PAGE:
The early 1980s were a particularly strange time for Scientology. L. Ron Hubbard, the church’s controversial founder, kept such a low profile that rumors abounded that he had, in the parlance of Scientology, “dropped the body.” The rumors gained such currency that Hubbard’s son, Ronald DeWolf, filed to become an appointed trustee of his father’s estate on the grounds that Hubbard had not made a public appearance since 1980, and was most likely dead.
Hubbard, whose fetish for secrecy and privacy rivaled late Howard Hughes’, countered the claims not by making an appearance but by signing an affidavit from his secret lair that asserted that he was experiencing a late burst of multifaceted, runaway creativity. “As Thoreau secluded himself by Walden Pond,” Hubbard waggishly boasted, “so I have chosen to do so in my own fashion. I am actively writing, having published Battlefield Earth, and my Space Jazz album.” (For the record, at no point during his seclusion in Walden Pond did Thoreau release an album named Space Jazz.)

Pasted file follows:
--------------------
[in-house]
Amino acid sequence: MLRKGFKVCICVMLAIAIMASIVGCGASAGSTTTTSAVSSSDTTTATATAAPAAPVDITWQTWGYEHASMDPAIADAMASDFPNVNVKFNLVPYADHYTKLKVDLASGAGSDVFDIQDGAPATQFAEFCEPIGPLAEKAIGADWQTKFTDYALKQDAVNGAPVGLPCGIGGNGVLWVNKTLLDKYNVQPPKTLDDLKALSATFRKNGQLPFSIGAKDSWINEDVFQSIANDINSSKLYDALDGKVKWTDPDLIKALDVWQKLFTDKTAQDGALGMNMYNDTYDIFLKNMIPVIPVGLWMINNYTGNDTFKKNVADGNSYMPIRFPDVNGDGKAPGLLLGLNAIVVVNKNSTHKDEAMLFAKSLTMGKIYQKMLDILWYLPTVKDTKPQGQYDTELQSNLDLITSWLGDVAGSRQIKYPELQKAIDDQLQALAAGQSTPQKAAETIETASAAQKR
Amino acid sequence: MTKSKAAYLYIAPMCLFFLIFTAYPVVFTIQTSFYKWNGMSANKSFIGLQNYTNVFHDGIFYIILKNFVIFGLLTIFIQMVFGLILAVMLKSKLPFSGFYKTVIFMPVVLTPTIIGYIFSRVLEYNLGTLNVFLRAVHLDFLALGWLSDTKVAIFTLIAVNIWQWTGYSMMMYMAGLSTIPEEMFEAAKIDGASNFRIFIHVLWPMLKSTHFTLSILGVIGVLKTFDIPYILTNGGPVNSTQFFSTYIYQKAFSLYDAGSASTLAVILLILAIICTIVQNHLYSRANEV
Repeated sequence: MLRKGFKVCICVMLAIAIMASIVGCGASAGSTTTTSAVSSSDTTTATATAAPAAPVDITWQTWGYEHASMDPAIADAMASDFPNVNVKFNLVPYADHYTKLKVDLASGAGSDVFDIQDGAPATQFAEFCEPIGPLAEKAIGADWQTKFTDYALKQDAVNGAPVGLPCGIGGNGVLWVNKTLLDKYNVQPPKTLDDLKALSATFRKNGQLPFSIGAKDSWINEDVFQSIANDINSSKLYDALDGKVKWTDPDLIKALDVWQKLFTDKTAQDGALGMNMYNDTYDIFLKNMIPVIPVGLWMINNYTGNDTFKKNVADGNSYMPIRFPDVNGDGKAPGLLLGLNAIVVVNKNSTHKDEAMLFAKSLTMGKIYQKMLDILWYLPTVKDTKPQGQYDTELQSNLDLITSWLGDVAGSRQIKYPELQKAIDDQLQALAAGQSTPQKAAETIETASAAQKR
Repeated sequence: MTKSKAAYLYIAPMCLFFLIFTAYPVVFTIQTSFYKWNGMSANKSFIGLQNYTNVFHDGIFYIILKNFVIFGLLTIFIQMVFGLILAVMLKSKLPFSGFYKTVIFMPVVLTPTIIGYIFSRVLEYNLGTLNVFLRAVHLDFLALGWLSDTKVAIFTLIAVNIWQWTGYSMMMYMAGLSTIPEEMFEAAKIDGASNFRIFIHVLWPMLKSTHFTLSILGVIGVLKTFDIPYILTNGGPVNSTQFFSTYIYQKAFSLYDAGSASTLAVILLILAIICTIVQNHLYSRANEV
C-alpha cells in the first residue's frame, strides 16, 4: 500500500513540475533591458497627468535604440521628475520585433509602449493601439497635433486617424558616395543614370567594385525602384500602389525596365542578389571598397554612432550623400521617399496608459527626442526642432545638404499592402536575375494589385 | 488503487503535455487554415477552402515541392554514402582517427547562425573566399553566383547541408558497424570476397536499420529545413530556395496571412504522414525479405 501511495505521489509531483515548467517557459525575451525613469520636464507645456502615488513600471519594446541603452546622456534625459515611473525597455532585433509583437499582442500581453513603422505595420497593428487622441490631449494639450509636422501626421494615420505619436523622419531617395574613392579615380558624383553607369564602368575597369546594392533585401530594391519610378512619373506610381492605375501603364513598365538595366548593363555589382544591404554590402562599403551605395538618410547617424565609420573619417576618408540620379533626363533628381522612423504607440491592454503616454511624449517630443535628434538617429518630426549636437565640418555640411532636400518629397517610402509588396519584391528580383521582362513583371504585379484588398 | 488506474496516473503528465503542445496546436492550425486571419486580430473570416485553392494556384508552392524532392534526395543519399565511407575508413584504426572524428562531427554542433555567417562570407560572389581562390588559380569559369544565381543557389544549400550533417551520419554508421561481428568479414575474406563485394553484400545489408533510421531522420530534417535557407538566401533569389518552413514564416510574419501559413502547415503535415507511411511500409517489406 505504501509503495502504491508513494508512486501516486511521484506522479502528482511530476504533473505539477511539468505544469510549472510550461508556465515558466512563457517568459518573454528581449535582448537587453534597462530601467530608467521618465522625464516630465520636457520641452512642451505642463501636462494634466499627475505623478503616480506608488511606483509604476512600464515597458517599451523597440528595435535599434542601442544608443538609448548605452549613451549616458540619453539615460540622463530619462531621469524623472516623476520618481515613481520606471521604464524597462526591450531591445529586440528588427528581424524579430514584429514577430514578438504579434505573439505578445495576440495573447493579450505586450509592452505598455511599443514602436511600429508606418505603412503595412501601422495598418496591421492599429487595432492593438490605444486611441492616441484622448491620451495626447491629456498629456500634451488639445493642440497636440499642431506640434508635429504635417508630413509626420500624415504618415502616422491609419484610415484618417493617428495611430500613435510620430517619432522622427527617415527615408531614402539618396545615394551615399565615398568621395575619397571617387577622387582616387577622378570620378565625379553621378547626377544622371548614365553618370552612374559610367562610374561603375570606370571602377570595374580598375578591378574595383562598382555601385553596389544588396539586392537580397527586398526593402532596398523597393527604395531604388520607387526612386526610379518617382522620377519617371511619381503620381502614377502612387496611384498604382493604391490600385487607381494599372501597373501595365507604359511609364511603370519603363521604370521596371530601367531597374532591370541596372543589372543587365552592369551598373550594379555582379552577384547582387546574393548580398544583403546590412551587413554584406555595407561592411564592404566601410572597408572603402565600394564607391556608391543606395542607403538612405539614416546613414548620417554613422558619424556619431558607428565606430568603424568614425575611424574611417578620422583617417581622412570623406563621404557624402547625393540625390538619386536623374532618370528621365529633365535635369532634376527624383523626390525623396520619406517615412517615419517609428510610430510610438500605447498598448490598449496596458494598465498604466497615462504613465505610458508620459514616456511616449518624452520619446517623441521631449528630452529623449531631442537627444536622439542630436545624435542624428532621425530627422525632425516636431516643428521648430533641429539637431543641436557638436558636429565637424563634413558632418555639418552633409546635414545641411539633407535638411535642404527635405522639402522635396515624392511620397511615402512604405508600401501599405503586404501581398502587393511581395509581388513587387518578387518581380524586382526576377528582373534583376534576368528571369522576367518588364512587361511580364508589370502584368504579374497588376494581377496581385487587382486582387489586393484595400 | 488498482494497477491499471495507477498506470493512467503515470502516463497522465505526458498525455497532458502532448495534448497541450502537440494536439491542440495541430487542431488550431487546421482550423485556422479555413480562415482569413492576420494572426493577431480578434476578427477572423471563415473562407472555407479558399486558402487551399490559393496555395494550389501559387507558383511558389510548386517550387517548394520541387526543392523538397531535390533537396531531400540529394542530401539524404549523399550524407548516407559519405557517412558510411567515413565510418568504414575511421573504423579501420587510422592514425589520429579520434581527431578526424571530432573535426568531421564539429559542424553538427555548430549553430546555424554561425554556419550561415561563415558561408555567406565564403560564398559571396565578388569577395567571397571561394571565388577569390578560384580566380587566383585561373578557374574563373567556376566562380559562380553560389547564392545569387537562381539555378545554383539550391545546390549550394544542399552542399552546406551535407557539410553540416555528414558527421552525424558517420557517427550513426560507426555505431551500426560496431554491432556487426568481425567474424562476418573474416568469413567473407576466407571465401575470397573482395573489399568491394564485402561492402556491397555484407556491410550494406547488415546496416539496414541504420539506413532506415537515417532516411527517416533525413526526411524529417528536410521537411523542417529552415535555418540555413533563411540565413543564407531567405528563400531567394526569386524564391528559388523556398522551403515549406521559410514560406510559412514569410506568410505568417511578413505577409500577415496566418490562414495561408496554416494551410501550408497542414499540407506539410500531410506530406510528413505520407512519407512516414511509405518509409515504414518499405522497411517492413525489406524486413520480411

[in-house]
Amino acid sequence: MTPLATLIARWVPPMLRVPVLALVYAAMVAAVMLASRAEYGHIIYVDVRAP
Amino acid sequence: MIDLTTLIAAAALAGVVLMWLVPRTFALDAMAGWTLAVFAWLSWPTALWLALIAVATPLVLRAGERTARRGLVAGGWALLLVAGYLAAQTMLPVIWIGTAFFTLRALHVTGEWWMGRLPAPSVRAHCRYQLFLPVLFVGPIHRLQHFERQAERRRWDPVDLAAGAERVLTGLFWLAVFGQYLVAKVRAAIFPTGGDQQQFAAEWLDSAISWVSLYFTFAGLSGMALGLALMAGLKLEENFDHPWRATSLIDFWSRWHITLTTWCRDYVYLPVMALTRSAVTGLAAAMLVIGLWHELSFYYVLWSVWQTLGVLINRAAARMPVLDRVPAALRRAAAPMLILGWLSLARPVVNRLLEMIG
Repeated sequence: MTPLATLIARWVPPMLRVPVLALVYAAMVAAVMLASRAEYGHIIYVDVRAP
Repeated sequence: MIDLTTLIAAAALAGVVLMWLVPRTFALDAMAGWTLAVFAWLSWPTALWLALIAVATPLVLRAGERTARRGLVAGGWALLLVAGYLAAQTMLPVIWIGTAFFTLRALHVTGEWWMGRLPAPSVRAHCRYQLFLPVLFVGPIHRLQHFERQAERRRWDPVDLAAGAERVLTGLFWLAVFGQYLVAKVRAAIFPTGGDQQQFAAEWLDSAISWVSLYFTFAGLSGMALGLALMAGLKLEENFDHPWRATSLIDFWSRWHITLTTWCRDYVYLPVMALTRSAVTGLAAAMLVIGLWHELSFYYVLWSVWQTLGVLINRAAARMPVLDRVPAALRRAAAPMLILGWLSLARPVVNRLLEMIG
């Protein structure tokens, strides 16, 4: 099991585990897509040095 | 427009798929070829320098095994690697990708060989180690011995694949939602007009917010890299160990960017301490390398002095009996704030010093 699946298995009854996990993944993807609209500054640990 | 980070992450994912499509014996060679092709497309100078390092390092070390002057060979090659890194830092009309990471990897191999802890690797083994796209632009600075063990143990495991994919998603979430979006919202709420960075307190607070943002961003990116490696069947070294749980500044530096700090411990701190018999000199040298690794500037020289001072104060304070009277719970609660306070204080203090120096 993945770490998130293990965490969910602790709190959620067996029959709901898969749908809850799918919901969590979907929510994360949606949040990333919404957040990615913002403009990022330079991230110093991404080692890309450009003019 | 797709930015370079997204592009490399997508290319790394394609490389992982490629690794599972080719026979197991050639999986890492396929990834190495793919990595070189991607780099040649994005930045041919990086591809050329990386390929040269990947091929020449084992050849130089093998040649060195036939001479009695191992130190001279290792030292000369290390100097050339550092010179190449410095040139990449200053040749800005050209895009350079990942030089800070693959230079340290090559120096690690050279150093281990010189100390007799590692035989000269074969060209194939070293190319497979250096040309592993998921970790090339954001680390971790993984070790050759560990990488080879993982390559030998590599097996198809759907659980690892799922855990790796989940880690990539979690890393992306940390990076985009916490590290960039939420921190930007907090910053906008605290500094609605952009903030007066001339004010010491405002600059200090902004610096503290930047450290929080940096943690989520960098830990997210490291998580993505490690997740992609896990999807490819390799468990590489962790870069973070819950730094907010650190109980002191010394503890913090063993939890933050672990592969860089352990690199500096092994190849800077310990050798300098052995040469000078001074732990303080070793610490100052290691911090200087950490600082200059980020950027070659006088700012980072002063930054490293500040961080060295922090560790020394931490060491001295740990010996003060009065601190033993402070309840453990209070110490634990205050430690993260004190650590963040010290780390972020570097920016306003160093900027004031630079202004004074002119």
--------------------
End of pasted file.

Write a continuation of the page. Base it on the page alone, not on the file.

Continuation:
The novel Battlefield Earth plays a central role, of course, in Scientology’s strange relationship with pop culture. But even people morbidly obsessed with Hubbard might not realize that before John Travolta donned platform boots to cackle maniacally at the foolishness of puny man-animals in the film version of Battlefield Earth, the book had been adapted into an album written by Hubbard called Space Jazz. Space Jazz wasn’t the only album masterminded by Hubbard in the final years of his life, as the eccentric guru boogied his way toward death. Collectively, these albums offer a fascinating glimpse into both Hubbard’s psyche and rampant egomania. (To describe these albums as music at all represents runaway narcissism on Hubbard’s part.) Though designed as proselytizing tools, these albums instead function as fascinating sociological and anthropological artifacts chronicling the secretive and insular world of Scientology at a strange, uncertain time.